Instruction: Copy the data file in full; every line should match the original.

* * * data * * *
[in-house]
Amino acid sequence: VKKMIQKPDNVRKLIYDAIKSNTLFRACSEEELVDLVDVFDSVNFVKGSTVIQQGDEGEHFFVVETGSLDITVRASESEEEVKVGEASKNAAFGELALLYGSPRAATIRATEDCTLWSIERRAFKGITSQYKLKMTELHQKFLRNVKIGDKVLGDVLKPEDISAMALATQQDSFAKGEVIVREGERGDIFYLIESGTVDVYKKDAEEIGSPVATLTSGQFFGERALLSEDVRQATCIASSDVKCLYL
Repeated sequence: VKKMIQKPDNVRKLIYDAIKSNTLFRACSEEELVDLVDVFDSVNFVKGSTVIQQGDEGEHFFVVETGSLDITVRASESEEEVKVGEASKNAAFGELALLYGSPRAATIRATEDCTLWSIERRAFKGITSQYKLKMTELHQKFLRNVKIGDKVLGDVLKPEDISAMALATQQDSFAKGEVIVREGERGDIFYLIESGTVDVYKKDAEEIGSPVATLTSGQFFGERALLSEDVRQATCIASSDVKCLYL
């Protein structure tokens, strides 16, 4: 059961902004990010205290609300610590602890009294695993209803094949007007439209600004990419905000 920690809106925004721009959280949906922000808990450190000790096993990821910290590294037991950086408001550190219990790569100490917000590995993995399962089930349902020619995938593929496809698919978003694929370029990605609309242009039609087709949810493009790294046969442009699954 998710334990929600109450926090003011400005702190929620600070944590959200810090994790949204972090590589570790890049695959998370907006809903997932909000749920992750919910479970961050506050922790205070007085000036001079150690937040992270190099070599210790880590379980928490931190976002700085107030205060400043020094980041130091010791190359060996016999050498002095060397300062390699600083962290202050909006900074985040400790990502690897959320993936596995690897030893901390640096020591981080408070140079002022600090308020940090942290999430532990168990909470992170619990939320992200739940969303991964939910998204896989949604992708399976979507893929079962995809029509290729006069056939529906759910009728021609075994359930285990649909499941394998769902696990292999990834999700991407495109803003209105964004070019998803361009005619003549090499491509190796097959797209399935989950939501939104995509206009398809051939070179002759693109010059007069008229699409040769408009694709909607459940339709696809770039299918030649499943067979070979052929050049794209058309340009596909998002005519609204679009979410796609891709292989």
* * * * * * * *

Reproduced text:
[in-house]
Amino acid sequence: VKKMIQKPDNVRKLIYDAIKSNTLFRACSEEELVDLVDVFDSVNFVKGSTVIQQGDEGEHFFVVETGSLDITVRASESEEEVKVGEASKNAAFGELALLYGSPRAATIRATEDCTLWSIERRAFKGITSQYKLKMTELHQKFLRNVKIGDKVLGDVLKPEDISAMALATQQDSFAKGEVIVREGERGDIFYLIESGTVDVYKKDAEEIGSPVATLTSGQFFGERALLSEDVRQATCIASSDVKCLYL
Repeated sequence: VKKMIQKPDNVRKLIYDAIKSNTLFRACSEEELVDLVDVFDSVNFVKGSTVIQQGDEGEHFFVVETGSLDITVRASESEEEVKVGEASKNAAFGELALLYGSPRAATIRATEDCTLWSIERRAFKGITSQYKLKMTELHQKFLRNVKIGDKVLGDVLKPEDISAMALATQQDSFAKGEVIVREGERGDIFYLIESGTVDVYKKDAEEIGSPVATLTSGQFFGERALLSEDVRQATCIASSDVKCLYL
């Protein structure tokens, strides 16, 4: 059961902004990010205290609300610590602890009294695993209803094949007007439209600004990419905000 920690809106925004721009959280949906922000808990450190000790096993990821910290590294037991950086408001550190219990790569100490917000590995993995399962089930349902020619995938593929496809698919978003694929370029990605609309242009039609087709949810493009790294046969442009699954 998710334990929600109450926090003011400005702190929620600070944590959200810090994790949204972090590589570790890049695959998370907006809903997932909000749920992750919910479970961050506050922790205070007085000036001079150690937040992270190099070599210790880590379980928490931190976002700085107030205060400043020094980041130091010791190359060996016999050498002095060397300062390699600083962290202050909006900074985040400790990502690897959320993936596995690897030893901390640096020591981080408070140079002022600090308020940090942290999430532990168990909470992170619990939320992200739940969303991964939910998204896989949604992708399976979507893929079962995809029509290729006069056939529906759910009728021609075994359930285990649909499941394998769902696990292999990834999700991407495109803003209105964004070019998803361009005619003549090499491509190796097959797209399935989950939501939104995509206009398809051939070179002759693109010059007069008229699409040769408009694709909607459940339709696809770039299918030649499943067979070979052929050049794209058309340009596909998002005519609204679009979410796609891709292989």